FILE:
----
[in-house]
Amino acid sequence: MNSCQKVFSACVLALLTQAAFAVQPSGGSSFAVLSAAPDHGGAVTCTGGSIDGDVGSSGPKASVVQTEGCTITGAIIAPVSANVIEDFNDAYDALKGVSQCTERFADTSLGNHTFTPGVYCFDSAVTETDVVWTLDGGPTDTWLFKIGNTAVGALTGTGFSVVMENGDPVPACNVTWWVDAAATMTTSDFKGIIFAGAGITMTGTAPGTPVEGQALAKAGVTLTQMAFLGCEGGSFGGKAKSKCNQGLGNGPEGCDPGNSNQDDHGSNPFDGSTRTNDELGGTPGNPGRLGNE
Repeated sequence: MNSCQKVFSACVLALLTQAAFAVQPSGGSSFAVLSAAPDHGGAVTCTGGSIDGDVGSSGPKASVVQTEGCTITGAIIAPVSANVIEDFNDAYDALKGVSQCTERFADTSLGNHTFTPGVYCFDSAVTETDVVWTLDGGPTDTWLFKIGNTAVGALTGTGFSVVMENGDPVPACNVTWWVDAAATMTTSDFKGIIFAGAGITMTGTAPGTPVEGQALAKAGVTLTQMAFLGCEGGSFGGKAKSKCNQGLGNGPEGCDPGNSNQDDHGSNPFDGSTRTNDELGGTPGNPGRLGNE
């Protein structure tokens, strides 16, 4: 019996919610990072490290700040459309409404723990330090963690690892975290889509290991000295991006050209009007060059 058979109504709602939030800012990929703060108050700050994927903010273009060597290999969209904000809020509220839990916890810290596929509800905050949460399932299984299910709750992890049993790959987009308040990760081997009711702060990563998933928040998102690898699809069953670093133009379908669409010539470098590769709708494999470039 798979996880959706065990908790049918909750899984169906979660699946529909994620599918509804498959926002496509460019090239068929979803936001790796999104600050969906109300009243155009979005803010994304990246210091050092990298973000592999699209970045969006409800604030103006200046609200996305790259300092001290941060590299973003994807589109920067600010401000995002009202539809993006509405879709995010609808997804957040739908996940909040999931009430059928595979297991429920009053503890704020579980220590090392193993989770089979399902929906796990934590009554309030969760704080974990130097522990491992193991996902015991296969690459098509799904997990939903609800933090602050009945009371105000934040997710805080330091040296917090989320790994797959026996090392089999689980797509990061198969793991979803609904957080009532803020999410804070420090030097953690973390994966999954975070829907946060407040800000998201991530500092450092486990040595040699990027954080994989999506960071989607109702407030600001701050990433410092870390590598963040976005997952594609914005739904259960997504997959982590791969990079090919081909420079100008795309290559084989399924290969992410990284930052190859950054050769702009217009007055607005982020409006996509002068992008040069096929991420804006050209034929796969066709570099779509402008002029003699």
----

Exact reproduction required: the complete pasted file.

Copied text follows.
[in-house]
Amino acid sequence: MNSCQKVFSACVLALLTQAAFAVQPSGGSSFAVLSAAPDHGGAVTCTGGSIDGDVGSSGPKASVVQTEGCTITGAIIAPVSANVIEDFNDAYDALKGVSQCTERFADTSLGNHTFTPGVYCFDSAVTETDVVWTLDGGPTDTWLFKIGNTAVGALTGTGFSVVMENGDPVPACNVTWWVDAAATMTTSDFKGIIFAGAGITMTGTAPGTPVEGQALAKAGVTLTQMAFLGCEGGSFGGKAKSKCNQGLGNGPEGCDPGNSNQDDHGSNPFDGSTRTNDELGGTPGNPGRLGNE
Repeated sequence: MNSCQKVFSACVLALLTQAAFAVQPSGGSSFAVLSAAPDHGGAVTCTGGSIDGDVGSSGPKASVVQTEGCTITGAIIAPVSANVIEDFNDAYDALKGVSQCTERFADTSLGNHTFTPGVYCFDSAVTETDVVWTLDGGPTDTWLFKIGNTAVGALTGTGFSVVMENGDPVPACNVTWWVDAAATMTTSDFKGIIFAGAGITMTGTAPGTPVEGQALAKAGVTLTQMAFLGCEGGSFGGKAKSKCNQGLGNGPEGCDPGNSNQDDHGSNPFDGSTRTNDELGGTPGNPGRLGNE
């Protein structure tokens, strides 16, 4: 019996919610990072490290700040459309409404723990330090963690690892975290889509290991000295991006050209009007060059 058979109504709602939030800012990929703060108050700050994927903010273009060597290999969209904000809020509220839990916890810290596929509800905050949460399932299984299910709750992890049993790959987009308040990760081997009711702060990563998933928040998102690898699809069953670093133009379908669409010539470098590769709708494999470039 798979996880959706065990908790049918909750899984169906979660699946529909994620599918509804498959926002496509460019090239068929979803936001790796999104600050969906109300009243155009979005803010994304990246210091050092990298973000592999699209970045969006409800604030103006200046609200996305790259300092001290941060590299973003994807589109920067600010401000995002009202539809993006509405879709995010609808997804957040739908996940909040999931009430059928595979297991429920009053503890704020579980220590090392193993989770089979399902929906796990934590009554309030969760704080974990130097522990491992193991996902015991296969690459098509799904997990939903609800933090602050009945009371105000934040997710805080330091040296917090989320790994797959026996090392089999689980797509990061198969793991979803609904957080009532803020999410804070420090030097953690973390994966999954975070829907946060407040800000998201991530500092450092486990040595040699990027954080994989999506960071989607109702407030600001701050990433410092870390590598963040976005997952594609914005739904259960997504997959982590791969990079090919081909420079100008795309290559084989399924290969992410990284930052190859950054050769702009217009007055607005982020409006996509002068992008040069096929991420804006050209034929796969066709570099779509402008002029003699």